Dry Land Farming

Dry Land Farming

Dry Land Farming

Indian agriculture is traditionally a system of Rainfed agriculture. Out of 143 million hectares of net cropped area, about 72% is Rainfed production about 45% of food grains and 75 – 80% of pulses and oil – seeds and a number of important industrial crops.

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Considering the present rate of development of irrigation facilities and also water potentiality of the country, express estimate that at any point of time 50% of cropped area in India will remain under Rainfed farming system.
Such vast areas as of now consume hardly 25% of total fertilizer consumption of the country. Due to poor level of management, crop productivity is also very low resulting in socio – economic backwardness of the people.

Dry lands: Areas which receive an annual rainfall of 750 mm or less and there is no irrigation facility for raising crops.

Dry land Agriculture: Scientific management of soil and crops under dry lands with out irrigation is called dry land agriculture.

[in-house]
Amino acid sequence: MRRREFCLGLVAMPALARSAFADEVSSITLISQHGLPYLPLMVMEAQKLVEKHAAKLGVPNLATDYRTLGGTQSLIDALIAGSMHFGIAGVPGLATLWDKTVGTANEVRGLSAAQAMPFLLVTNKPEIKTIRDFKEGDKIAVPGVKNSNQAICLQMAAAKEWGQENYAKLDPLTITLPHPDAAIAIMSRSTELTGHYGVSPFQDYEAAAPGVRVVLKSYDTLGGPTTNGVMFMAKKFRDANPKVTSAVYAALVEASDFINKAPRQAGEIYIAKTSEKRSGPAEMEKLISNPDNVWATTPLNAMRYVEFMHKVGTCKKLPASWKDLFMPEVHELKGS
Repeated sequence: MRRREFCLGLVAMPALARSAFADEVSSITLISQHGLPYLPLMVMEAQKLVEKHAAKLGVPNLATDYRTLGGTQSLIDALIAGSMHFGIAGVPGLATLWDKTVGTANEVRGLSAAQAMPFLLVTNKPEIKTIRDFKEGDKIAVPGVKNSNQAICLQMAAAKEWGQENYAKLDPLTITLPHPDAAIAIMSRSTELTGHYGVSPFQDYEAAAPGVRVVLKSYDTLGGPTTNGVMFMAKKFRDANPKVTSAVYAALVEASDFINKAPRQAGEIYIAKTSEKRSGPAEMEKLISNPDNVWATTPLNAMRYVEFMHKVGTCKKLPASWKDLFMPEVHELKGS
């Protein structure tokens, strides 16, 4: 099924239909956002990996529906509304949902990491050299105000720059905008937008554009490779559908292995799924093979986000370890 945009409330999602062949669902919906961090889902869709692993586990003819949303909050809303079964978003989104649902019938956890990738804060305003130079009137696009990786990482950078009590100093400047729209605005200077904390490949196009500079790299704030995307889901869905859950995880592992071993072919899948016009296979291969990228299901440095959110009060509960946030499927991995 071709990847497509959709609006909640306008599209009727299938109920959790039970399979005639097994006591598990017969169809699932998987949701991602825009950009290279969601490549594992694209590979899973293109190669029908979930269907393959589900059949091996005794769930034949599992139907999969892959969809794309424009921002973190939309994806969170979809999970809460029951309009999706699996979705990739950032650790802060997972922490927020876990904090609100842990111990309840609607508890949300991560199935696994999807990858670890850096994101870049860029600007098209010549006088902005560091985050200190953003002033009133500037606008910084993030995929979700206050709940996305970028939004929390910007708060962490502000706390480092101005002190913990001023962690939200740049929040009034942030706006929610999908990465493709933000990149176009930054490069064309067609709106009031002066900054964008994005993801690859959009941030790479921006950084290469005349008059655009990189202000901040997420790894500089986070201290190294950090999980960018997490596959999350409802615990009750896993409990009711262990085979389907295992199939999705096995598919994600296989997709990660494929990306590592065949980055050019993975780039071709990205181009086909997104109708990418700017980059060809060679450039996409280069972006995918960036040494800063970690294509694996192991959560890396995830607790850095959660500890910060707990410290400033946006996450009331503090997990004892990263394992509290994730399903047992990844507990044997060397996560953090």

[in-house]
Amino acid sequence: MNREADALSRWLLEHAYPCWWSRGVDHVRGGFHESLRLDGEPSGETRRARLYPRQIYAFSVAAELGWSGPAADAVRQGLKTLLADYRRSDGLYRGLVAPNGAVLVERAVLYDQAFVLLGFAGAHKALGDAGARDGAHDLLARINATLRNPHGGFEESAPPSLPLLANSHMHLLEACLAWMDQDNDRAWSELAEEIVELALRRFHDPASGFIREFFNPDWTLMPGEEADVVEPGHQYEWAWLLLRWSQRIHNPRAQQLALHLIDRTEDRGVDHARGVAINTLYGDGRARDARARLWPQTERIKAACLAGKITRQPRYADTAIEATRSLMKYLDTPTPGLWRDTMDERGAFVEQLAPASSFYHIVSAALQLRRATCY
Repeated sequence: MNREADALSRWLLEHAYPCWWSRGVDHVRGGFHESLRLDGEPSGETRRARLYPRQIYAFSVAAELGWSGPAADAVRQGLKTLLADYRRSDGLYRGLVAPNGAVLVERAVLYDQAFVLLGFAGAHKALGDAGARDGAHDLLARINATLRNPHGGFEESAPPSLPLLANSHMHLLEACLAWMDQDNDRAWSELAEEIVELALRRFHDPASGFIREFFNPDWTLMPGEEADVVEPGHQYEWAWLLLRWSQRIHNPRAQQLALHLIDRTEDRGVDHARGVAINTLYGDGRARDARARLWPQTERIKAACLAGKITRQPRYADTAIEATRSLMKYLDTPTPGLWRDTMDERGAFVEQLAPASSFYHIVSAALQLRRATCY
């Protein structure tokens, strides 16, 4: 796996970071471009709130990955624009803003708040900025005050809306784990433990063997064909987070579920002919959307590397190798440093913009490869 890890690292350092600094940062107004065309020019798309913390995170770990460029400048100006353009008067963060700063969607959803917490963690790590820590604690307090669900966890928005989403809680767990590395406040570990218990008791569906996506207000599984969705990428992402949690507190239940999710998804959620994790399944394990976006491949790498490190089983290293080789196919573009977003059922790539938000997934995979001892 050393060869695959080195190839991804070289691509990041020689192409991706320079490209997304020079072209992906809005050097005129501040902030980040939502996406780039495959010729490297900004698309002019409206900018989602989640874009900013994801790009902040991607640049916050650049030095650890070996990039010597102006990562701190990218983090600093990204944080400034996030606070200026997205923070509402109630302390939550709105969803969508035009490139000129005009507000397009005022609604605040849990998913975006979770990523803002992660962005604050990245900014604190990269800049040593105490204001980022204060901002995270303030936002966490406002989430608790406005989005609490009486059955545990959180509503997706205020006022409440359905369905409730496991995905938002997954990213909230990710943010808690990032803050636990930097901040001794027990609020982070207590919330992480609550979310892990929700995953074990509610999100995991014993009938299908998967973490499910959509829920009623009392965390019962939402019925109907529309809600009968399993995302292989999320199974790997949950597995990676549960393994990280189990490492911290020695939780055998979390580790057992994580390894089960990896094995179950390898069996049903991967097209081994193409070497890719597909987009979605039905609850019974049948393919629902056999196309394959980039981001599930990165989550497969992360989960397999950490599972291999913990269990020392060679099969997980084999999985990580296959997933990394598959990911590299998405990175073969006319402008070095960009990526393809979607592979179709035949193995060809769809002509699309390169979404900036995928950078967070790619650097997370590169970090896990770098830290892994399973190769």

Dry land crops: It refers to all such crops which are drought resistant and can complete their life cycle without irrigation in areas receives an annual rainfall less than 750 mm.

Drought: It is an condition of insufficient moisture supply to the plants under which they fail to develop and mature properly. If may be caused by soil, atmosphere or both.

Dry farming : In the country with low and precarious rainfall two types agricultures are usually met, one crop production on aerable farming land other animal husbandry, including management of grazing areas.

Dry Land Farming
The different definitions of dry farming given by various express are described below.
1. Dry farming is an improved system of cultivation in which maximum amount of moisture is conserved in low and untimely rainfall for the production of optimum Quantities of crop on economic and sustames basis.
2. Dry farming in short, is a programme of soil and water management designed to conserve the maximum quantity of water on a particular piece of land.
By Anand
3. Dry farming is the profitable production of useful crops without irrigation on land that receive annually a rainfall of 500 mm or less.
By Anonymous
4. In a more specific way dry farming may be defined as an efficient system of soil and crop management in the regions of low land and uneven distributed rainfall.
By Anonymous
Dry land Vs Rainfed farming.

Constituents Dryland farming Rainfed farming
1. Rainfall (mm) < 750 >75
2. Moisture Shortage Enough / Sufficient
3. Growing season <200 >200
4. Growing regions Arid and Semiarid & up lands of sub humid & humid regions. Humid and slub humid regions.
5. Cropping system Single crop or
Intercropping or double cropping.
6. Constraints Wind and water erosion Water errosion.

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